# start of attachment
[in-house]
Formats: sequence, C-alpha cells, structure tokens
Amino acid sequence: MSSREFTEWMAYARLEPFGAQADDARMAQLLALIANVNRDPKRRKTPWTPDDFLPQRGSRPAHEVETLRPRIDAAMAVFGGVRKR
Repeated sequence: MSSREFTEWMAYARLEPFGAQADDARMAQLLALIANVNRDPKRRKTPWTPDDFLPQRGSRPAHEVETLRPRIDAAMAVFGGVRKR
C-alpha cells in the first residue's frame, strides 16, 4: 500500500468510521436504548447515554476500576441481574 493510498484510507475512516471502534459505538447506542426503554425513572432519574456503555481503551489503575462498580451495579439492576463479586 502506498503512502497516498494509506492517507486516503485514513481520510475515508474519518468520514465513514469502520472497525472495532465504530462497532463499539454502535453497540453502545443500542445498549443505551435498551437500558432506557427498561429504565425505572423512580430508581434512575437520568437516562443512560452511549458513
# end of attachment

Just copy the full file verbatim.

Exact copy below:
[in-house]
Formats: sequence, C-alpha cells, structure tokens
Amino acid sequence: MSSREFTEWMAYARLEPFGAQADDARMAQLLALIANVNRDPKRRKTPWTPDDFLPQRGSRPAHEVETLRPRIDAAMAVFGGVRKR
Repeated sequence: MSSREFTEWMAYARLEPFGAQADDARMAQLLALIANVNRDPKRRKTPWTPDDFLPQRGSRPAHEVETLRPRIDAAMAVFGGVRKR
C-alpha cells in the first residue's frame, strides 16, 4: 500500500468510521436504548447515554476500576441481574 493510498484510507475512516471502534459505538447506542426503554425513572432519574456503555481503551489503575462498580451495579439492576463479586 502506498503512502497516498494509506492517507486516503485514513481520510475515508474519518468520514465513514469502520472497525472495532465504530462497532463499539454502535453497540453502545443500542445498549443505551435498551437500558432506557427498561429504565425505572423512580430508581434512575437520568437516562443512560452511549458513